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A daily record of what I'm thinking about what I'm reading

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Sunday, August 13, 2017

The opacity of the narrator in Rachel Cusk's Outline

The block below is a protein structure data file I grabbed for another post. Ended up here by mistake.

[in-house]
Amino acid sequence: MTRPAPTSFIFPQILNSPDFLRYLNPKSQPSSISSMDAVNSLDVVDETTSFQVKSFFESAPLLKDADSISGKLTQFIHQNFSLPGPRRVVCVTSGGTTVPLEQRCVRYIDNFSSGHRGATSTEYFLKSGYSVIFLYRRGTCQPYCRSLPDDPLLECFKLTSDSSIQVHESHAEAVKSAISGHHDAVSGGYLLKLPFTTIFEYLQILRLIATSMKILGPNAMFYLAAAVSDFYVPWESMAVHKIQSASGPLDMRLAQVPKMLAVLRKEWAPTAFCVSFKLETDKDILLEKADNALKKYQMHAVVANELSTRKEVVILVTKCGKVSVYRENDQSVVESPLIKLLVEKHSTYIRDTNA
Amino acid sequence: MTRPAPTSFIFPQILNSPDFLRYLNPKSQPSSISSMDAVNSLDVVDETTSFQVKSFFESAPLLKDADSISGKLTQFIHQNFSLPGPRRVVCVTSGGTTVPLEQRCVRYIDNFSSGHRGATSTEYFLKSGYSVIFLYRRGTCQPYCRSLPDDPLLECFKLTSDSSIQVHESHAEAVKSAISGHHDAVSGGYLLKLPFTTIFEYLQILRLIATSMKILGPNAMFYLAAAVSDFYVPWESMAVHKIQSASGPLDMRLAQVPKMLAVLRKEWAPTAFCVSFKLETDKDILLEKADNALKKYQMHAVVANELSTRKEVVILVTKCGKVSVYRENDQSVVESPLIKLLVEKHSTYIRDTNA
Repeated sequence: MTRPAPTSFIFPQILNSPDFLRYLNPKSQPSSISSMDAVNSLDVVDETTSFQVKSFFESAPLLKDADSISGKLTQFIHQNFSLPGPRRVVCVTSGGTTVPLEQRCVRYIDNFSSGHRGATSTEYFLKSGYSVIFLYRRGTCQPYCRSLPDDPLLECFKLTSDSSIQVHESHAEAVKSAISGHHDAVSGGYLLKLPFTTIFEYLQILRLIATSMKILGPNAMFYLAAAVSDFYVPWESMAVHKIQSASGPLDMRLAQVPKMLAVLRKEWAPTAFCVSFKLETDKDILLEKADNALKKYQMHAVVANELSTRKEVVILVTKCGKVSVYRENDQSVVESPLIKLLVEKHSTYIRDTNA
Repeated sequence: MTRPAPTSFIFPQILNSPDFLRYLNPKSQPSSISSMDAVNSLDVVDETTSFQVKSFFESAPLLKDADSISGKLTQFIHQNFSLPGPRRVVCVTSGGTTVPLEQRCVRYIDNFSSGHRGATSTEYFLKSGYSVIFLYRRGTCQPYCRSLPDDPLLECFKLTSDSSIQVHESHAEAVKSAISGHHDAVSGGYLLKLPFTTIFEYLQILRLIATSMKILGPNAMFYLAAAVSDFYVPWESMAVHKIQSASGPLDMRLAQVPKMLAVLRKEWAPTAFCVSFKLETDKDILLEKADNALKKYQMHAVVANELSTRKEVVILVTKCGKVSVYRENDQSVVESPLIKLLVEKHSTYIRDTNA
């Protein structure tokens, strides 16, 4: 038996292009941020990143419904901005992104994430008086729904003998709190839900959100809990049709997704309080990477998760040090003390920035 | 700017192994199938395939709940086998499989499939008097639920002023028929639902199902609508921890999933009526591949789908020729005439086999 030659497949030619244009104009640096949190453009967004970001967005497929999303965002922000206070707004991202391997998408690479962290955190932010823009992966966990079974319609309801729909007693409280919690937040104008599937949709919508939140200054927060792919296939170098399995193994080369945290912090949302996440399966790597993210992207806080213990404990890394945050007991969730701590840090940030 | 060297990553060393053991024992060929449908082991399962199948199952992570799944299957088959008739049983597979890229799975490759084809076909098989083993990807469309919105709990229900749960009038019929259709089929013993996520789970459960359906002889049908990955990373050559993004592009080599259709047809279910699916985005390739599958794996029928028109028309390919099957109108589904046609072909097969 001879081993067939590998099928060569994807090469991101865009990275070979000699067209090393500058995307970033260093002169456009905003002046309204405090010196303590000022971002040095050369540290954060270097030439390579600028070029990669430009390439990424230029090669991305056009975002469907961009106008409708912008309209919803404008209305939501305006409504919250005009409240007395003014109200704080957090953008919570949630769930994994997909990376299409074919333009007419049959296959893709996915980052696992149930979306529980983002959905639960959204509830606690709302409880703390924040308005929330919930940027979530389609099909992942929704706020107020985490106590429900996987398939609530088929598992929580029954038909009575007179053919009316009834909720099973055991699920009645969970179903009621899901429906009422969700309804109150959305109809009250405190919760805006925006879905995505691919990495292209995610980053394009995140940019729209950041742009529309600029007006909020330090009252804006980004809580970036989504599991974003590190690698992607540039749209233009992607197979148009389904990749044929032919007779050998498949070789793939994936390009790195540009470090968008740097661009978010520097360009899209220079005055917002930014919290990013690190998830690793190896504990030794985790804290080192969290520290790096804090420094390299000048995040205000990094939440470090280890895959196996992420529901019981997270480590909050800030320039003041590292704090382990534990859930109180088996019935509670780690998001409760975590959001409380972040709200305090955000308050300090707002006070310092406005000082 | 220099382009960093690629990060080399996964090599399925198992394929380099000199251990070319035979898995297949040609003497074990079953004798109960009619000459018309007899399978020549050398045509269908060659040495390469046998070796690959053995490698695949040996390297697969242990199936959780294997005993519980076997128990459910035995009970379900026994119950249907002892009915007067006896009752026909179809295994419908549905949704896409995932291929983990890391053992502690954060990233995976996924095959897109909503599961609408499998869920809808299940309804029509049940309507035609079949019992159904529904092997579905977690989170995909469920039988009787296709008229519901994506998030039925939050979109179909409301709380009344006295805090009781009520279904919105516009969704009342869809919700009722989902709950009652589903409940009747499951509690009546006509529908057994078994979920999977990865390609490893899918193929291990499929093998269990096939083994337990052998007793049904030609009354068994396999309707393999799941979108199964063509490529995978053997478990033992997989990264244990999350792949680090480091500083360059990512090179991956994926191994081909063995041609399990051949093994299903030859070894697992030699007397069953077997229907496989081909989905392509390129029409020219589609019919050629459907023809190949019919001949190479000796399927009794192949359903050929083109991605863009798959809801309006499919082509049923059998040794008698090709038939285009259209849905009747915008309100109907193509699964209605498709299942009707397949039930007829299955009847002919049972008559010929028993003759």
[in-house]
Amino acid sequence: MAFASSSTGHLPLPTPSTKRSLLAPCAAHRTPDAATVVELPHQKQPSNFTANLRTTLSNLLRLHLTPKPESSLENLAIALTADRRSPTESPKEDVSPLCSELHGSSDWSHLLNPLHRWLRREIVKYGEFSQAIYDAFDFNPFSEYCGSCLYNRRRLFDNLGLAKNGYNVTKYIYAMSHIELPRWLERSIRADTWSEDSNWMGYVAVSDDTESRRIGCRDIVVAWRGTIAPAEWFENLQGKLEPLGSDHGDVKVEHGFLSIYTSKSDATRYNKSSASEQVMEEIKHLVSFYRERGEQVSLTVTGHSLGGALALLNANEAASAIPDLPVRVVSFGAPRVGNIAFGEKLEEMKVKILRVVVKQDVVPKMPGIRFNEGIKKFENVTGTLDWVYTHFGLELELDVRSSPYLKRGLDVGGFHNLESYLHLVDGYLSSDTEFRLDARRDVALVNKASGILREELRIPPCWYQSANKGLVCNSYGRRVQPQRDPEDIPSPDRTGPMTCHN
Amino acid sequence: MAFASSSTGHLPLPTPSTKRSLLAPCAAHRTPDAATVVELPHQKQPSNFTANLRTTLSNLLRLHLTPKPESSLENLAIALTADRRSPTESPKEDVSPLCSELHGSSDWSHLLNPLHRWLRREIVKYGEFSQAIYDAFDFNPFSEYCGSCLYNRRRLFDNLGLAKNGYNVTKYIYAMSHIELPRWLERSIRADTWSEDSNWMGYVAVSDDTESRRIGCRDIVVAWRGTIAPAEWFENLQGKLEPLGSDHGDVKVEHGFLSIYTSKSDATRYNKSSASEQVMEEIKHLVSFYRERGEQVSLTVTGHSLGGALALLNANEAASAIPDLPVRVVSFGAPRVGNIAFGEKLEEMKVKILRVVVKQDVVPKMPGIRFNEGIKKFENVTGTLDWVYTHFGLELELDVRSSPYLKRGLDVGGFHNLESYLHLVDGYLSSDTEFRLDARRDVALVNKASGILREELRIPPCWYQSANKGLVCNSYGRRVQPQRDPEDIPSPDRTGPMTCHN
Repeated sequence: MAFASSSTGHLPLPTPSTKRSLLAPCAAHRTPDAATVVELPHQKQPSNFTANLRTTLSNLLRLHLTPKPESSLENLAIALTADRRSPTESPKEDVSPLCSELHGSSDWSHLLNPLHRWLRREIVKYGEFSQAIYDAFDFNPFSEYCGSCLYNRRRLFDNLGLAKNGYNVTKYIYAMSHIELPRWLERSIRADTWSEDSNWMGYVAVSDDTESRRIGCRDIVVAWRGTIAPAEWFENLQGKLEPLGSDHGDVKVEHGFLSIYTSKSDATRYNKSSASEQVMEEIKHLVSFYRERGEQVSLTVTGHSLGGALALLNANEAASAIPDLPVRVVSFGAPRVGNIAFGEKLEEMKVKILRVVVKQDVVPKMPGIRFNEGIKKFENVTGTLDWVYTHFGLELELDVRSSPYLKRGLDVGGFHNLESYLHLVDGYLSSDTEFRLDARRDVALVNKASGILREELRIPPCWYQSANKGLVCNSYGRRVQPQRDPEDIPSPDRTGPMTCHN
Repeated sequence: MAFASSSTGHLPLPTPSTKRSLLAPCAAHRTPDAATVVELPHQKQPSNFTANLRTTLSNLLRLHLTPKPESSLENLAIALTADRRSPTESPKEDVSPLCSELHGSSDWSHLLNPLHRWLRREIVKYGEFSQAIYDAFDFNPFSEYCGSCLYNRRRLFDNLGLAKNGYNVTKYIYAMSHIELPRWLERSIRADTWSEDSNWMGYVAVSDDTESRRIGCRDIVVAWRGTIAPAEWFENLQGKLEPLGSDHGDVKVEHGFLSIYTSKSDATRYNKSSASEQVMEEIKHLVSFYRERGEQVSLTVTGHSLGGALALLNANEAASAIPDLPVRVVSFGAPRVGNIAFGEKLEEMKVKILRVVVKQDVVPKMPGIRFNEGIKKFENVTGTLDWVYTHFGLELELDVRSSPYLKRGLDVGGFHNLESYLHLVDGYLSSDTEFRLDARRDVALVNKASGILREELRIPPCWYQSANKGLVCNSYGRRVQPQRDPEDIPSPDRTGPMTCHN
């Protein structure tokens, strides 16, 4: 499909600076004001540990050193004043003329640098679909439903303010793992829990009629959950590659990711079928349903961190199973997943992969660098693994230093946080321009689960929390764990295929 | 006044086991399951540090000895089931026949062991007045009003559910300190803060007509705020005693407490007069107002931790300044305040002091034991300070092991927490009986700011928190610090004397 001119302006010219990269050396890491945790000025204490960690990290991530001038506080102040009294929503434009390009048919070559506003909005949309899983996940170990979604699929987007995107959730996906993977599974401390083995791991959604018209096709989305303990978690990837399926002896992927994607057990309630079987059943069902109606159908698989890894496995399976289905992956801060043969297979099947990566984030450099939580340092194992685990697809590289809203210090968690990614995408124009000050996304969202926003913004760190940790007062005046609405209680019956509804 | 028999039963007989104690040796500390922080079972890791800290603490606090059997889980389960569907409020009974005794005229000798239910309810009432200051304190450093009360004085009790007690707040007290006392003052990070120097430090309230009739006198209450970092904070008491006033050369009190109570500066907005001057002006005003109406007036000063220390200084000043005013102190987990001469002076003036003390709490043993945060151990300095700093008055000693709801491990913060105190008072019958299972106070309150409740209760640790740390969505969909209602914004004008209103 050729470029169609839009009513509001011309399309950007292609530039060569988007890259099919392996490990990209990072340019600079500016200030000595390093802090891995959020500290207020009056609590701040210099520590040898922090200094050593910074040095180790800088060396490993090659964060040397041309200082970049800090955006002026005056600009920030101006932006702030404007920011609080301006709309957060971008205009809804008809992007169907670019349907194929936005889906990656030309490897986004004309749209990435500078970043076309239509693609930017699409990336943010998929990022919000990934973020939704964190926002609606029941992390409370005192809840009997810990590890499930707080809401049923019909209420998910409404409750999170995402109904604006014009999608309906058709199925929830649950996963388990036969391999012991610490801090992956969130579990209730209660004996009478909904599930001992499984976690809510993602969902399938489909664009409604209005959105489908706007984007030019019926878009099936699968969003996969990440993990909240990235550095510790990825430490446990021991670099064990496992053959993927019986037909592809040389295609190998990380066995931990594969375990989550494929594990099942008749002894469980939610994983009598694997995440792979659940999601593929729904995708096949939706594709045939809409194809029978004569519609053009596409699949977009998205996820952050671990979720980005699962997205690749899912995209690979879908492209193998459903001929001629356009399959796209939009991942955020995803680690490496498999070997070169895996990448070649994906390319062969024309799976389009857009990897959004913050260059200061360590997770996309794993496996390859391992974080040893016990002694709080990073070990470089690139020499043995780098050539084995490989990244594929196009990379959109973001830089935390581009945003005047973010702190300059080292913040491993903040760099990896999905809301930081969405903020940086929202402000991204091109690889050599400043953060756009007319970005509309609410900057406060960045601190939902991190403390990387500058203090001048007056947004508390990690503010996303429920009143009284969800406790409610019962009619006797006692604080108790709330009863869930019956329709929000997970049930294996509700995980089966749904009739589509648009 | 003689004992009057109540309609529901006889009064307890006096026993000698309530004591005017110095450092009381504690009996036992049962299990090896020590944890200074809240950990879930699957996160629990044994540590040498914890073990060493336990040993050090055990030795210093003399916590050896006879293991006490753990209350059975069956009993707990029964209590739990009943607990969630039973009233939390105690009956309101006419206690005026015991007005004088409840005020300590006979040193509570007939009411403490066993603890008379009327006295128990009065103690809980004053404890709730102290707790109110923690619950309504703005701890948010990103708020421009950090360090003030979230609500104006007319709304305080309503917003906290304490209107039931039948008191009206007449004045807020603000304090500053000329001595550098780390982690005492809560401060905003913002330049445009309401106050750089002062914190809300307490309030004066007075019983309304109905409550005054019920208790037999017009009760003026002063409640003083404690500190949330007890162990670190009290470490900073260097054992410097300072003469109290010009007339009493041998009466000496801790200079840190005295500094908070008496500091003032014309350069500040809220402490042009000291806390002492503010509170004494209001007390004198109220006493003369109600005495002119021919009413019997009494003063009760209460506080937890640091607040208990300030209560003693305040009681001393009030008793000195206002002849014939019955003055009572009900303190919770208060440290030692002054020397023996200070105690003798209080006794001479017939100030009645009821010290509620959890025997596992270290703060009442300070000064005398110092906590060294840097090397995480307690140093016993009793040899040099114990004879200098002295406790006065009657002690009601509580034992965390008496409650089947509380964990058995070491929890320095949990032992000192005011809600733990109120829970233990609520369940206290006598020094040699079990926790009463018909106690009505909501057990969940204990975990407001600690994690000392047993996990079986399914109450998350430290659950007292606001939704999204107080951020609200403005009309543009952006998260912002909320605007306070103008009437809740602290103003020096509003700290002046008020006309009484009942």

One item to note in Rachel Cusk's fine and challenging novel Outline (2014) is the opacity of the narrator. The entire narrative (at least so far, 2/3 thru) is from the POV of the unnamed narrator but surely someone meant to be much like if not identical to RC herself, as she travels to Athens for a writers' workshop and during her stay in Athens. he has an astonishing capacity to meet people and to propel them to tell her their life stories, w/ particular focus on the challenges and breakdowns for their marital life and their struggle to raise children while engaging in a career in the arts. We meet, in I think this order, an Athenian man from a wealthy family who's ended 3 marriages and, we learn somewhat later, is devoted to caring for his son who is suffering from schizophrenia; a fellow writer at the conference, an Irish author, somewhat stymied in his work after initial success, w/ a propensity for flirting w/ young women and ostensibly (or so he says) w/ the tacit approval of his wife; a Greek novelist whom she knows from the past who invites to a dinner meet another novelist, a woman, who is suddenly somewhat famous largely because of the feminist principles that she puts forward in her novel - and she (like the Irish writer, for that matter) is an extraordinary egotist and narcissist - and a few others - but the overall point is how much they say and how little RC says - though everything she says is trenchant and pointed, including the observation about infancy noted in yesterday's post and, as another example, her brief discussion about her two sons and their gradual alienation and separation from each other, after a childhood of shared games and illusions. All of these narratives circling around the central narrator are in a sense a paradigm for the life of, & the role of, the writer and the artist: making sense of the stories of other people's lives, bringing these stories into confluence - all lives, RC seems to be saying, are narratives, and we each create the narrative of our life, though rarely get to articulate these narratives (except perhaps in psychotherapy). Something about her draws people out into lengthy confessions, that she absorbs and, in a sense, appropriates. It's at times hard to keep the narratives separate in our minds as we read through this novel, which is I think exactly the point - by the end we get a broader picture of what it means to live a life and to tell, even to oneself, the story of our lives.

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